Photograph credit: Charles J. Sharp


October 3

La Navarraise

La Navarraise is an opera in two acts by Jules Massenet to a French libretto by Jules Claretie and Henri Caïn, based on Claretie's short story La cigarette (1890).

This poster, for the French première at the Théâtre de l'Opéra-Comique on 3 October 1895, features Emma Calvé in the role of Anita.

Photograph credit: Reutlinger family; restored by Adam Cuerden


October 4

Jean-François Millet

Jean-François Millet (October 4, 1814 – January 20, 1875) was a French artist and one of the founders of the Barbizon school in rural France. Millet is noted for his paintings of peasant farmers. This portrait of Millet was taken by the French photographer Nadar.

Photograph credit: Nadar; restored by Adam Cuerden


October 5

Trimeresurus gumprechti

Trimeresurus gumprechti, commonly known as Gumprecht's green pit viper, is a species of venomous pit viper in the family Viperidae. Endemic to Asia, it is found in parts of China, Laos, Myanmar, Thailand, and Vietnam, and is strikingly bright green in color. This female T. gumprechti snake was photographed in Phu Suan Sai National Park in northern Thailand.

Photograph credit: Rushen


October 6

Serge Gainsbourg

Serge Gainsbourg (1928–1991) was a French musician, singer-songwriter, actor, author and filmmaker. Regarded as one of the most important figures in French pop music, he was renowned for often provocative and scandalous releases which caused uproar in France, dividing its public opinion, as well as his diverse artistic output, which ranged from his early work in jazz, chanson, and yé-yé to later efforts in rock, zouk, funk, reggae, and electronica. He is often regarded as one of the world's most influential popular musicians. His lyrical works incorporated wordplay, with humorous, bizarre, provocative, sexual, satirical or subversive overtones. Gainsbourg's music has reached legendary stature in France, and he has become one of the country's best-loved public figures. He has also gained a cult following all over the world with chart success in the United Kingdom and Belgium with "Je t'aime... moi non plus" and "Bonnie and Clyde", respectively. This photo of Gainsbourg was taken in 1981.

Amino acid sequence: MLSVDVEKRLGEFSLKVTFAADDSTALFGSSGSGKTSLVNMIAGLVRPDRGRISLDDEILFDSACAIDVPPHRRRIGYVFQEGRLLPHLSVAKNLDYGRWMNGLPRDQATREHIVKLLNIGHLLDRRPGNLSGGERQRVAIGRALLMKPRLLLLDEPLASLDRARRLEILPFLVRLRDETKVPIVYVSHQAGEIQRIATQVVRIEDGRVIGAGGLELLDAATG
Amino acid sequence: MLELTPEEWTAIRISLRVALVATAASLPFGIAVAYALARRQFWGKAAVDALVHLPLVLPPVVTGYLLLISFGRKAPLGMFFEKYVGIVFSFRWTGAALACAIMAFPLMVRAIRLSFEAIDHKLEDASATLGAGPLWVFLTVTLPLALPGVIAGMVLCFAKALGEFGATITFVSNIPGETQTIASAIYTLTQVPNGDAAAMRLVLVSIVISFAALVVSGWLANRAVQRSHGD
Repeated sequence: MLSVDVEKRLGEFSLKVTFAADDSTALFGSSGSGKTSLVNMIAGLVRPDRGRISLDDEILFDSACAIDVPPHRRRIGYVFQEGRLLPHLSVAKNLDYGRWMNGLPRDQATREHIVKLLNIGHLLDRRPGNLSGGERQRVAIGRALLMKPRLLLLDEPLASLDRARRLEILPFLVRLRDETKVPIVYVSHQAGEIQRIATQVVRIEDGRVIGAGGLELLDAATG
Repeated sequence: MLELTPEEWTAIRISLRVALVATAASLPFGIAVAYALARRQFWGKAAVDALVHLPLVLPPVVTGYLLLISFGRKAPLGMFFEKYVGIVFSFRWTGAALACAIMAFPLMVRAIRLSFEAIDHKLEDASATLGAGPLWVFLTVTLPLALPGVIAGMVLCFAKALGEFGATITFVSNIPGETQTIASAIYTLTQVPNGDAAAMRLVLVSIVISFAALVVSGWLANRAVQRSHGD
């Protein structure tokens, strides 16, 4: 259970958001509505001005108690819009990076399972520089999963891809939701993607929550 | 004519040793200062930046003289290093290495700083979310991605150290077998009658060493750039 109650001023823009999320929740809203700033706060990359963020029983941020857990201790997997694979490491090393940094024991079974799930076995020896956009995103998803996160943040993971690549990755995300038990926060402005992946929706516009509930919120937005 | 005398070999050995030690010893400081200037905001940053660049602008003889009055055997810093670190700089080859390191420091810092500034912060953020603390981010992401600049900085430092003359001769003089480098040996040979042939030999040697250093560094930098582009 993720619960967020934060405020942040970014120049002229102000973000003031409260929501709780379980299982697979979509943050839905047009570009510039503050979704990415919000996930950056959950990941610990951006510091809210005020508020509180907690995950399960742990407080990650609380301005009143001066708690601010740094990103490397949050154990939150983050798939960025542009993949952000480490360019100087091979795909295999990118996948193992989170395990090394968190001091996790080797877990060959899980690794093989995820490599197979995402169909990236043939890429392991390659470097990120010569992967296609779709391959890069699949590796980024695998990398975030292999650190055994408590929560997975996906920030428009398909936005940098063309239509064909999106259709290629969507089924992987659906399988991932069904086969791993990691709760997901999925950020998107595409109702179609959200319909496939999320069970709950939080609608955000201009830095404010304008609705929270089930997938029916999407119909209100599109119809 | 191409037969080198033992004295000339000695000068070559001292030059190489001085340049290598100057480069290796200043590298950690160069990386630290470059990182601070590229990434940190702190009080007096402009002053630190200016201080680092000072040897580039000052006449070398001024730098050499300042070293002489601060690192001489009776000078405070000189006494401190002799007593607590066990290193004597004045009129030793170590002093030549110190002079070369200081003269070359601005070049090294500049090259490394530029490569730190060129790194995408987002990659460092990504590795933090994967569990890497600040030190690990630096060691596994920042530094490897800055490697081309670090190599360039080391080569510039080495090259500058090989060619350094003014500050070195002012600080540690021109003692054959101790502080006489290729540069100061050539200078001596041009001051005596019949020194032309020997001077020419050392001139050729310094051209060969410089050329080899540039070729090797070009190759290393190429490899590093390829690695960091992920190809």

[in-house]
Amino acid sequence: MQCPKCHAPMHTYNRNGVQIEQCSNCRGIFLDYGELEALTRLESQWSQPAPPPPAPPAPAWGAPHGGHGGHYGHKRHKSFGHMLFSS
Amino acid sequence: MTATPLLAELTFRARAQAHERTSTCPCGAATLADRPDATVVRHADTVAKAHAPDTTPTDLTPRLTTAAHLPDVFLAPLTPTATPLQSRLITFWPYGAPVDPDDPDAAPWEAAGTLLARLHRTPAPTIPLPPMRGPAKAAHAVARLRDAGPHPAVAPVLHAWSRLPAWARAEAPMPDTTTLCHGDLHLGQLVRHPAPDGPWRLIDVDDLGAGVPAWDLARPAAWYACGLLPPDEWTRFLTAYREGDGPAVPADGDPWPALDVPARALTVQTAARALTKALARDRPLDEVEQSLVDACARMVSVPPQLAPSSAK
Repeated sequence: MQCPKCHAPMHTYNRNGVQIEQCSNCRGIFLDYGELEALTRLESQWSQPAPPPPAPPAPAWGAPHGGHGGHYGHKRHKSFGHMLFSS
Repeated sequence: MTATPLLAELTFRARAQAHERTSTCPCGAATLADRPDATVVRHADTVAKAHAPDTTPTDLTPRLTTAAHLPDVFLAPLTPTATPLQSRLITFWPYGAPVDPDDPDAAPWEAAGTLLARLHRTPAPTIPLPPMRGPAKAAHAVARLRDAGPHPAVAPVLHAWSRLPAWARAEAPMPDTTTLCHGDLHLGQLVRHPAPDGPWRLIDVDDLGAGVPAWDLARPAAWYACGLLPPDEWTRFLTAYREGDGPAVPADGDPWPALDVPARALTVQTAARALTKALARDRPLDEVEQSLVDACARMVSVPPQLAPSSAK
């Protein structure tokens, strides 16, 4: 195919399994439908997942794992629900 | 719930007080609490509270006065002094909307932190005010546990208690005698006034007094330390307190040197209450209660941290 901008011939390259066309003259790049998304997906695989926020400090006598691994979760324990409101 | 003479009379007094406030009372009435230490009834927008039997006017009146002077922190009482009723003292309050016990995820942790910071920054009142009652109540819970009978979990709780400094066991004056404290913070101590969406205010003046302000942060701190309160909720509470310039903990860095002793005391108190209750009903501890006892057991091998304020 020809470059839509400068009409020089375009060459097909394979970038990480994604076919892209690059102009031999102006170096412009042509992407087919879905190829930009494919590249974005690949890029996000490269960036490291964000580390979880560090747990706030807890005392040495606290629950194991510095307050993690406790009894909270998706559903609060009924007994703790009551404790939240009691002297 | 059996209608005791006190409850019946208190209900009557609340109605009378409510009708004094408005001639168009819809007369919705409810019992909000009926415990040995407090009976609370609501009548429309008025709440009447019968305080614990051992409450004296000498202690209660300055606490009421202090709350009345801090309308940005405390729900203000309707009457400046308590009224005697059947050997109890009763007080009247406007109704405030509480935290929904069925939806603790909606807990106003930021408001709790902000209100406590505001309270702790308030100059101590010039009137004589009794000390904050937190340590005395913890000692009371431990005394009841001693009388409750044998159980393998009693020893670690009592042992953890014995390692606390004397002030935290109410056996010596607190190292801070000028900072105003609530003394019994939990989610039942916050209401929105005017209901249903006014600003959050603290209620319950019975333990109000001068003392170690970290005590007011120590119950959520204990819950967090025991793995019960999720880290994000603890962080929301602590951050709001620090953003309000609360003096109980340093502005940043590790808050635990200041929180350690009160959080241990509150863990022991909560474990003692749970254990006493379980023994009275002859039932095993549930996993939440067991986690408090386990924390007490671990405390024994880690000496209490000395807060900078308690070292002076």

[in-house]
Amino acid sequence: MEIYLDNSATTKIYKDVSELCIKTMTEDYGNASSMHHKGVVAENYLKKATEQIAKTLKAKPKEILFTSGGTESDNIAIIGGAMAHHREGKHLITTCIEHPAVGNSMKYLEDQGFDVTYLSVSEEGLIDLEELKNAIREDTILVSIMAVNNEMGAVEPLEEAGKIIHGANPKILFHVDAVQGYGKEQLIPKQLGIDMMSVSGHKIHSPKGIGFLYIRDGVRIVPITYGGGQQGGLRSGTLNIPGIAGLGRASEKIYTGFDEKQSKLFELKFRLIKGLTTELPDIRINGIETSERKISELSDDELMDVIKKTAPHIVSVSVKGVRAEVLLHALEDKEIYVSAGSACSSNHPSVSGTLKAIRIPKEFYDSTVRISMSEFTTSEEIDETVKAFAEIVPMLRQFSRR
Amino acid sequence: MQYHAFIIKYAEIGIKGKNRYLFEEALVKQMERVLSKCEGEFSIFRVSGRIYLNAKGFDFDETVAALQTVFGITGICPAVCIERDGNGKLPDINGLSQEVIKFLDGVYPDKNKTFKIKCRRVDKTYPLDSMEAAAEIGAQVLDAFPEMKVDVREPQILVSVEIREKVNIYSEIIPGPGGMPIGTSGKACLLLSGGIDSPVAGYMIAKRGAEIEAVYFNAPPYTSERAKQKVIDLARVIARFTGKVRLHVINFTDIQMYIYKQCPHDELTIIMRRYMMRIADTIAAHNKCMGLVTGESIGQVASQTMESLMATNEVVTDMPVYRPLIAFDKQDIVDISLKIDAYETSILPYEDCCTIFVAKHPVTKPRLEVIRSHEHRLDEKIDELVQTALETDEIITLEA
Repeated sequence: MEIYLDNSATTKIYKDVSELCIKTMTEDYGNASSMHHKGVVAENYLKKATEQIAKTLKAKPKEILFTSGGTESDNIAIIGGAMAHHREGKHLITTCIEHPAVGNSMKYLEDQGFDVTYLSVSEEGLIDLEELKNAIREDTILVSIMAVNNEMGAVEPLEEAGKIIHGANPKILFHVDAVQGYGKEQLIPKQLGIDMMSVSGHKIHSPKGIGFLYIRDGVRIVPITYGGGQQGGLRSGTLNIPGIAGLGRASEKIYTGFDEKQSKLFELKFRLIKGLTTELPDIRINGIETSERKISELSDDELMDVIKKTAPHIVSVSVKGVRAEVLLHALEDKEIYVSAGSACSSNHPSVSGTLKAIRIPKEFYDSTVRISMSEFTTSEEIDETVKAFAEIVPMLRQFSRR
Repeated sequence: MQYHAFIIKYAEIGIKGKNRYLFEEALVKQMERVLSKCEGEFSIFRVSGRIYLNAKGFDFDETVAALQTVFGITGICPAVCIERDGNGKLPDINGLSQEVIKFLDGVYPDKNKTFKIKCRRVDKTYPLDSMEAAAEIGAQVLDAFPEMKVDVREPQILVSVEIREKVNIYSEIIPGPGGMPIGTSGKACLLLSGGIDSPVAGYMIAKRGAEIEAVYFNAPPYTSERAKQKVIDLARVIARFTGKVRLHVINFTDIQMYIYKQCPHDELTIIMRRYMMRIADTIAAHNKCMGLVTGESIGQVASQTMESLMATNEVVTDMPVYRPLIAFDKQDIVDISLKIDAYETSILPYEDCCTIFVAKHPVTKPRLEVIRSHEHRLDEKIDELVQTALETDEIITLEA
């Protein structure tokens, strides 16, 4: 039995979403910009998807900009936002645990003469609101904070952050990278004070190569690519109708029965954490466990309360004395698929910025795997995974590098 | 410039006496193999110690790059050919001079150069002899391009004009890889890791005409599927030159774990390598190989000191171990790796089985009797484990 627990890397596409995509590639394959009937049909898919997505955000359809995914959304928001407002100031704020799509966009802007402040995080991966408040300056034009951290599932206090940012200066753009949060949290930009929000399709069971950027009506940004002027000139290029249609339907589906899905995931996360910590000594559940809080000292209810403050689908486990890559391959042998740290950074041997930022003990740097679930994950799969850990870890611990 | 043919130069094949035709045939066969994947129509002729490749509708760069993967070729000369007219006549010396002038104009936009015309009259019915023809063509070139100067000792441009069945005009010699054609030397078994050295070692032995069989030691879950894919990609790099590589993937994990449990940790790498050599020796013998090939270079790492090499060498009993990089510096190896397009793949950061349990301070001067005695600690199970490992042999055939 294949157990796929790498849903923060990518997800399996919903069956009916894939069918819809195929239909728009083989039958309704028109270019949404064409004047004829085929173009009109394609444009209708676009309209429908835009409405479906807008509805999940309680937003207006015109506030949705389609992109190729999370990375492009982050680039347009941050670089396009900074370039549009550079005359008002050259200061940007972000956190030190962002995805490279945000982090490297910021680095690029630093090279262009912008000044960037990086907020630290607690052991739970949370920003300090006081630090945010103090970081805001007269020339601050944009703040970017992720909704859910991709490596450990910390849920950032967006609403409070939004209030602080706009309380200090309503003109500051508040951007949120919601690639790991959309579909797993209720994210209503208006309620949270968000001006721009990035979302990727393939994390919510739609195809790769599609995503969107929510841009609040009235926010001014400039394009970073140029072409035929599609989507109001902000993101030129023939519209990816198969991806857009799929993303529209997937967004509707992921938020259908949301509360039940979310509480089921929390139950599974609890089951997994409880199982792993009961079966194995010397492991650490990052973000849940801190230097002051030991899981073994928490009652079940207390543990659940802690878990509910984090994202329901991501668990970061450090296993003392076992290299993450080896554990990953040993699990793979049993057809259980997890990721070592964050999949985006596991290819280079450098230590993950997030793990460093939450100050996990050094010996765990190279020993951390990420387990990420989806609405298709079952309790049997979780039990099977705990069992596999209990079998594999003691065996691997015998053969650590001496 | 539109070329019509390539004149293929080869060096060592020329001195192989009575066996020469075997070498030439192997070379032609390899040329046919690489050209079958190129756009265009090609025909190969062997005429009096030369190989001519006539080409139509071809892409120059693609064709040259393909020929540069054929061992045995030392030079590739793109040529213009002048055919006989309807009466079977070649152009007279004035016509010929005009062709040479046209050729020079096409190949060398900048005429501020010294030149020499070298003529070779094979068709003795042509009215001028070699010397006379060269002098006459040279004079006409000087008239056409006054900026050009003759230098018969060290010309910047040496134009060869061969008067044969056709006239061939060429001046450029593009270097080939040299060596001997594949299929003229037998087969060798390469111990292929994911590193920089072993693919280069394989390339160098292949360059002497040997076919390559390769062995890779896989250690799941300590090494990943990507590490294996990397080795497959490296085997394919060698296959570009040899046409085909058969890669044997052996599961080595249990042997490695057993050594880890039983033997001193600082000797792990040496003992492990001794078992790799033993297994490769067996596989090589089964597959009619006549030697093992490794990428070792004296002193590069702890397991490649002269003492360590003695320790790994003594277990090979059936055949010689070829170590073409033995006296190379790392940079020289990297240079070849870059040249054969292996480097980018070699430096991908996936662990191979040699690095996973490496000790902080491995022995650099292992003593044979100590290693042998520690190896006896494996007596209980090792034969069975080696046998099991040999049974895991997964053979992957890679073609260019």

Photograph credit: Claude Truong-Ngoc


October 7

Alcázar of Segovia

The Alcázar of Segovia is a medieval castle located in the city of Segovia in Castile and León, Spain. Rising out on a rocky crag above the confluence of two rivers near the mountains of Guadarrama, it is one of the most distinctive castle-palaces in Spain by virtue of its shape, resembling the bow of a ship. The alcázar was originally built in the 11th or 12th century by the Almoravid dynasty as a fortress, but has since served as a royal palace where twenty-two kings reigned, a state prison, a royal artillery college, and a military academy. The castle overlooks a valley with the Eresma River and is a symbol of the old city of Segovia. It was declared a UNESCO World Heritage Site in 1985. Today, the alcázar is used as a museum and a military archives building since its declaration as a national archive by royal decree in 1998.